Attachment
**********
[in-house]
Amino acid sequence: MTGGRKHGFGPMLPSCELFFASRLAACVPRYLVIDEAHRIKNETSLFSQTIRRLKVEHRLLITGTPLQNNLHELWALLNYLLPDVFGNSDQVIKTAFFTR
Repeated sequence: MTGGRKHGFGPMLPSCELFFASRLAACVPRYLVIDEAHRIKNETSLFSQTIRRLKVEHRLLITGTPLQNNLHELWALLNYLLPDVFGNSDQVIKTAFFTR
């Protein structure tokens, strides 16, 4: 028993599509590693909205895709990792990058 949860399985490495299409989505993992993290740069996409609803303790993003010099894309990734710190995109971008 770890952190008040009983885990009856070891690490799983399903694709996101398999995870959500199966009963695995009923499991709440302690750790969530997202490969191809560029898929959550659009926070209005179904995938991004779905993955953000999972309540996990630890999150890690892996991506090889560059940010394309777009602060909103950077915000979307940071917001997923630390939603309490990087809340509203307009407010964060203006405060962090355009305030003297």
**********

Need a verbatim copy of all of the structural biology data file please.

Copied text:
[in-house]
Amino acid sequence: MTGGRKHGFGPMLPSCELFFASRLAACVPRYLVIDEAHRIKNETSLFSQTIRRLKVEHRLLITGTPLQNNLHELWALLNYLLPDVFGNSDQVIKTAFFTR
Repeated sequence: MTGGRKHGFGPMLPSCELFFASRLAACVPRYLVIDEAHRIKNETSLFSQTIRRLKVEHRLLITGTPLQNNLHELWALLNYLLPDVFGNSDQVIKTAFFTR
């Protein structure tokens, strides 16, 4: 028993599509590693909205895709990792990058 949860399985490495299409989505993992993290740069996409609803303790993003010099894309990734710190995109971008 770890952190008040009983885990009856070891690490799983399903694709996101398999995870959500199966009963695995009923499991709440302690750790969530997202490969191809560029898929959550659009926070209005179904995938991004779905993955953000999972309540996990630890999150890690892996991506090889560059940010394309777009602060909103950077915000979307940071917001997923630390939603309490990087809340509203307009407010964060203006405060962090355009305030003297």